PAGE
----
A regular expression that identifies age columns for row-based curves, similar to those used in the TigerMoth model. Each row in the table represents a curve. The column headings contain the age for each column. The regular expression determines how to extract the age value from the column heading label. The age value is taken from the first capture group in the regular expression. For example, if the column heading contain the age, then a pattern such as "(\d+)" would capture a string of digits.

The agepattern attribute is mutually exclusive with the agecolumn attribute: you may only specify one or the other.

When using the agepattern attribute the %h column heading substitution symbol is unavailable.


A scaling factor that will be used to multiply the data values.


Add a point that forces the curve to y=0. The number that is specified is the x-value where the y-value should be zero. This value must be less than the lowest age in the curve table.


A list of comma-separated column numbers indicating column that should be ignored and not converted to a curve.


The token that is used to represent a missing value in the input data. Blank values are always ignored, but input data that uses space characters to separate columns will require an explicit missing value token.


If the replacemissing attribute is specified then this value will be used in place of missing values and will be included in the curve. This value must evaluate to a number.


The curve id values are calculated by starting with the pattern attribute as the base, and replacing each occurence of '%h' with the table column heading. For example, pattern="PRF.HDSEL.PRESNT.%h" with input column headings of "BA", "bargr" ,"GTVol", "GMVol" and "NMVol" will yield names of "PRF.HDSEL.PRESNT..BA", "PRF.HDSEL.PRESNT.bargr", "PRF.HDSEL.PRESNT.GTVol", etc.

The pattern attribute may also classifier column values that are used to classify the input in to curve sets. This is done by including a "%<n>c" token in the pattern, where <n> is replaced with a number of the column that contains the subdividing classifier. Whenever the value in the specified column changes the values collected so far will be turned in to curves, and the curve names will be composed from the value of the classifier columns and the column headings. Multiple classifier columns may be used at the same time (for example to subset on analysis unit and treatment regime, such as pattern="PRF.%0c.%1c.%h" which will use the values in the first and second column to determine subsets). See the example 2 below for a sample usage of the %c token.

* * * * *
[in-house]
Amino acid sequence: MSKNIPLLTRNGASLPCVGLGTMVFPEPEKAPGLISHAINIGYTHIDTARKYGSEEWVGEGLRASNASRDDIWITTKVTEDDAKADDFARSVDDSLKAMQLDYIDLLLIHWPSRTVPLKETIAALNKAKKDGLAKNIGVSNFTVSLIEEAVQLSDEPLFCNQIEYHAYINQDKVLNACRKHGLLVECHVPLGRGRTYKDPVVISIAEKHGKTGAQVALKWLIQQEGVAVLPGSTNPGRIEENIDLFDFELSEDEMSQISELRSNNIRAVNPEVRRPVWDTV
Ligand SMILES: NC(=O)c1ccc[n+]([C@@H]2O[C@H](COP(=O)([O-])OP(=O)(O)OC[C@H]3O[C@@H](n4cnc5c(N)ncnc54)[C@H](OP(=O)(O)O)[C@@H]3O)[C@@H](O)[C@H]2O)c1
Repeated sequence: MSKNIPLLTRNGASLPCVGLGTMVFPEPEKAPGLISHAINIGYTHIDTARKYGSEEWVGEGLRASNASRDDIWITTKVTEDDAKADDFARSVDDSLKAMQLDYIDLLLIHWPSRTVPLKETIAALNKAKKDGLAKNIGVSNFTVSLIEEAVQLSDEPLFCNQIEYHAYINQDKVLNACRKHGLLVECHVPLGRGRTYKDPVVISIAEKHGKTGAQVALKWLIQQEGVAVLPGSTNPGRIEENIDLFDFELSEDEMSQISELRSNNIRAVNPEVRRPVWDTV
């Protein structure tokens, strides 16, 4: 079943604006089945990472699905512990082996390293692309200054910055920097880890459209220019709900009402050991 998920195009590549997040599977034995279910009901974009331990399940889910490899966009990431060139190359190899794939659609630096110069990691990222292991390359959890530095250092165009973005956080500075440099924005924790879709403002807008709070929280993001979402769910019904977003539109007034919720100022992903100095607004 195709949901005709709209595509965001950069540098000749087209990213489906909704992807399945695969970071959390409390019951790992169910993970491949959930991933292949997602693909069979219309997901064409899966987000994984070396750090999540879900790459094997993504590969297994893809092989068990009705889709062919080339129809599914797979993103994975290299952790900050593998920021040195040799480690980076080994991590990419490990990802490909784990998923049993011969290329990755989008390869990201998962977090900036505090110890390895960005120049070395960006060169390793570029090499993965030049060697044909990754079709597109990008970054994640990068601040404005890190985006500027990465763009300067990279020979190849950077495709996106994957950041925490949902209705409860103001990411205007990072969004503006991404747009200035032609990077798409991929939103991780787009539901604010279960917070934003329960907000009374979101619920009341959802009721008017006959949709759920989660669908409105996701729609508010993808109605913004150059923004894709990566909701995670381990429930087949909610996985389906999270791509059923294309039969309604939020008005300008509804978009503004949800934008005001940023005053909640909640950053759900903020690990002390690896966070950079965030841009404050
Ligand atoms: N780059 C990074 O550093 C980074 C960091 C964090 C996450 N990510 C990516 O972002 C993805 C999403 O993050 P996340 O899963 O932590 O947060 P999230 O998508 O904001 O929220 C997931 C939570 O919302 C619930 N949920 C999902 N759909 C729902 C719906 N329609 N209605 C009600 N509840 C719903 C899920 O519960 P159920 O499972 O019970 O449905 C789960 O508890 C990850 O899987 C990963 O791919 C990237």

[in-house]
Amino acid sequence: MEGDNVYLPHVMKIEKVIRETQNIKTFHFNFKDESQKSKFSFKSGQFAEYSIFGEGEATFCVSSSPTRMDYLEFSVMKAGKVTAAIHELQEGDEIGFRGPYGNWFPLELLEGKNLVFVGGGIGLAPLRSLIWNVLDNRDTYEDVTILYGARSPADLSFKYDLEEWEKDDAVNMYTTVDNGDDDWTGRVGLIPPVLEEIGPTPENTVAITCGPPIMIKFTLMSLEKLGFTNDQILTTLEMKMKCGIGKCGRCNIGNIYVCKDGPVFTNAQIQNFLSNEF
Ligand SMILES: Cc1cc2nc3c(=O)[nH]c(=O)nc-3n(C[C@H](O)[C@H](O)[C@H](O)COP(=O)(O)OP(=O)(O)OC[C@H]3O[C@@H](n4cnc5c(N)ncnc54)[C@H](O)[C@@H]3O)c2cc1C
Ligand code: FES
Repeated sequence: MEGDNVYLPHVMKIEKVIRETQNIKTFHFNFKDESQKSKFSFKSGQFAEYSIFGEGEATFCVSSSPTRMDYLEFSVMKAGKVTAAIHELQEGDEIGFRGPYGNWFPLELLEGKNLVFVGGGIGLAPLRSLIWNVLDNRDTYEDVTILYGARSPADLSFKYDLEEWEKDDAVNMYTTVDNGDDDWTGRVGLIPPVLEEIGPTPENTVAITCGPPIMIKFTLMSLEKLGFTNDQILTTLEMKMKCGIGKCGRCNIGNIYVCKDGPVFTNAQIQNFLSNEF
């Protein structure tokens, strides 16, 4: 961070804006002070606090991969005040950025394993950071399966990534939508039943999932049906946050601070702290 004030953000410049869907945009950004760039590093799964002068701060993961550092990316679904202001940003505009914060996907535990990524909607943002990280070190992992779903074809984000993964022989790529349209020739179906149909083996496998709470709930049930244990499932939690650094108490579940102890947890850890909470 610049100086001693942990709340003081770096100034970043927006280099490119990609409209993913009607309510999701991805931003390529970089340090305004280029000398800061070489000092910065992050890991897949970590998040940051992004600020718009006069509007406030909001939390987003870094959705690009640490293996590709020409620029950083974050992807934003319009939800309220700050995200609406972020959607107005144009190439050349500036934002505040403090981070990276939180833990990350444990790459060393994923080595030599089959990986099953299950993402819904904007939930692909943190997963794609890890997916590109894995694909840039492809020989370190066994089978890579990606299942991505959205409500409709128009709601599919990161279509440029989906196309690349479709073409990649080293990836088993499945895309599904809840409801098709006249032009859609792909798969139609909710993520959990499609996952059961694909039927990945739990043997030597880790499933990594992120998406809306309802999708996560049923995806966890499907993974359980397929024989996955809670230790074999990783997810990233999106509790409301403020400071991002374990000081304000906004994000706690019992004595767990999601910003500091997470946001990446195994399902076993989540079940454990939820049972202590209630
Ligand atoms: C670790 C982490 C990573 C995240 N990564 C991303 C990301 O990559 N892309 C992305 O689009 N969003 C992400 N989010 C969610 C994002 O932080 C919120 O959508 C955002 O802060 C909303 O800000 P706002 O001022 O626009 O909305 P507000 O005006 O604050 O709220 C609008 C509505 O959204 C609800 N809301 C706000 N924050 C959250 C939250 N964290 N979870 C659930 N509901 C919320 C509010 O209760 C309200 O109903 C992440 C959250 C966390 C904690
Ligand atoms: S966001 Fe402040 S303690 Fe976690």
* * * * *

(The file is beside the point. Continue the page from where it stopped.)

Classifier columns (%<n>c in the pattern) are not converted to curve values (they are classifiers).

When using classifiers the curve set data must be arranged so that all rows in the same classifier category are adjacent. An error will occur if rows from different categories are interleaved.

Note that if using the agepattern attribute then the %h substitution symbol will not be available, and %<n>c tokens must be used in the pattern.


A regular expression used to split each line in to fields. For example to split the data by commas use split=",". To split by multiple whitespace characters use "\s*". The default value is that the table will be split using fixed space columns that line up under the right-most character of the column heading.


If the square attribute is specified the values will be flat-lined between vertices. In flat lining mode the values will remain constant until prior to the next inflection point. The numeric value of the square attribute will indicate how many years prior to the next inflection point where the additional flat-line point will be inserted. Use a value of 1 to have the flat-line point one year prior.


Used to convert periodic age values to years. The age value is first multiplied by this number.


Used to convert periodic age values to years. This number is added to the age value.


A file name or TableSpec string that references the file that contains the curve data. The file attribute and embedded curve data are mutually exclusive: only one may be specified.

The file attribute is specified as a Patchworks Query Language expression. Literal file names must be enclosed in single quotes. Other query language functions and operators, such as repeat variables or defined constants, may be used to compose the file name.

See Also



Example 1. CSV format